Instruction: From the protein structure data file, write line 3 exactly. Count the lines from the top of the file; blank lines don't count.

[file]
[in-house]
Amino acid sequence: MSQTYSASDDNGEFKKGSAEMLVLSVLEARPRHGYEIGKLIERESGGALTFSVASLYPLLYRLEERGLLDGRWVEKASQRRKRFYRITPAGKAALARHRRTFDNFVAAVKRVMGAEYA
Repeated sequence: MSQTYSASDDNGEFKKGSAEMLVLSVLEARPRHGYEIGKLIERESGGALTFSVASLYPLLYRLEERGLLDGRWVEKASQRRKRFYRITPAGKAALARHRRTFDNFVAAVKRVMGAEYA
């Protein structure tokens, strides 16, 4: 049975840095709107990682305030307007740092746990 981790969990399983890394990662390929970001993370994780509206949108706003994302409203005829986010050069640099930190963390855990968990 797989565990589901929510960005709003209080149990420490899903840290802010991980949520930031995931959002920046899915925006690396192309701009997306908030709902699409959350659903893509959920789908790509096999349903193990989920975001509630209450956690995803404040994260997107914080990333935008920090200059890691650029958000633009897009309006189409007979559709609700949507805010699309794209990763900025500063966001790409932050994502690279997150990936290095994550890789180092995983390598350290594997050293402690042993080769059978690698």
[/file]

Repeated sequence: MSQTYSASDDNGEFKKGSAEMLVLSVLEARPRHGYEIGKLIERESGGALTFSVASLYPLLYRLEERGLLDGRWVEKASQRRKRFYRITPAGKAALARHRRTFDNFVAAVKRVMGAEYA